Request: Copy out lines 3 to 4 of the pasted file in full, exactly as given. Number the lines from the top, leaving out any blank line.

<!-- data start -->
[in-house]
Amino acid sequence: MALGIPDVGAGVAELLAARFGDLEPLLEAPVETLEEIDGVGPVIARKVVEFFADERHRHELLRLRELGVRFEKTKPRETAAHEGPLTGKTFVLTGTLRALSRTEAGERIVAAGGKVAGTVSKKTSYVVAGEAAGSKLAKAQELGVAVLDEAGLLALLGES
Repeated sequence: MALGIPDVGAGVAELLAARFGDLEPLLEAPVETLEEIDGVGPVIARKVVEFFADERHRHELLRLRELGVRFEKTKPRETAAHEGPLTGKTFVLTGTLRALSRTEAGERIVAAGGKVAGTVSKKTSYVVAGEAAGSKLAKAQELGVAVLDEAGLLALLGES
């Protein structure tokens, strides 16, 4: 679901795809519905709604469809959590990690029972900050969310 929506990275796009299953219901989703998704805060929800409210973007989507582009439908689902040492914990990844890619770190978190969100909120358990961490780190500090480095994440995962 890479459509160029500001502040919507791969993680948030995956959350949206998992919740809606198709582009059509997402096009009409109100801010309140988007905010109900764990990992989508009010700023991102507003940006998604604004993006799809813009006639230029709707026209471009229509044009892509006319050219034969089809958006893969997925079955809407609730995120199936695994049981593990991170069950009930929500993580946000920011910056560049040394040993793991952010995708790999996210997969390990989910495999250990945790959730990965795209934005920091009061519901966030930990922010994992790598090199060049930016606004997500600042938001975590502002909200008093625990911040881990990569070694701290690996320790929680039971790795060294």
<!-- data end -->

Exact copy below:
Repeated sequence: MALGIPDVGAGVAELLAARFGDLEPLLEAPVETLEEIDGVGPVIARKVVEFFADERHRHELLRLRELGVRFEKTKPRETAAHEGPLTGKTFVLTGTLRALSRTEAGERIVAAGGKVAGTVSKKTSYVVAGEAAGSKLAKAQELGVAVLDEAGLLALLGES
């Protein structure tokens, strides 16, 4: 679901795809519905709604469809959590990690029972900050969310 929506990275796009299953219901989703998704805060929800409210973007989507582009439908689902040492914990990844890619770190978190969100909120358990961490780190500090480095994440995962 890479459509160029500001502040919507791969993680948030995956959350949206998992919740809606198709582009059509997402096009009409109100801010309140988007905010109900764990990992989508009010700023991102507003940006998604604004993006799809813009006639230029709707026209471009229509044009892509006319050219034969089809958006893969997925079955809407609730995120199936695994049981593990991170069950009930929500993580946000920011910056560049040394040993793991952010995708790999996210997969390990989910495999250990945790959730990965795209934005920091009061519901966030930990922010994992790598090199060049930016606004997500600042938001975590502002909200008093625990911040881990990569070694701290690996320790929680039971790795060294």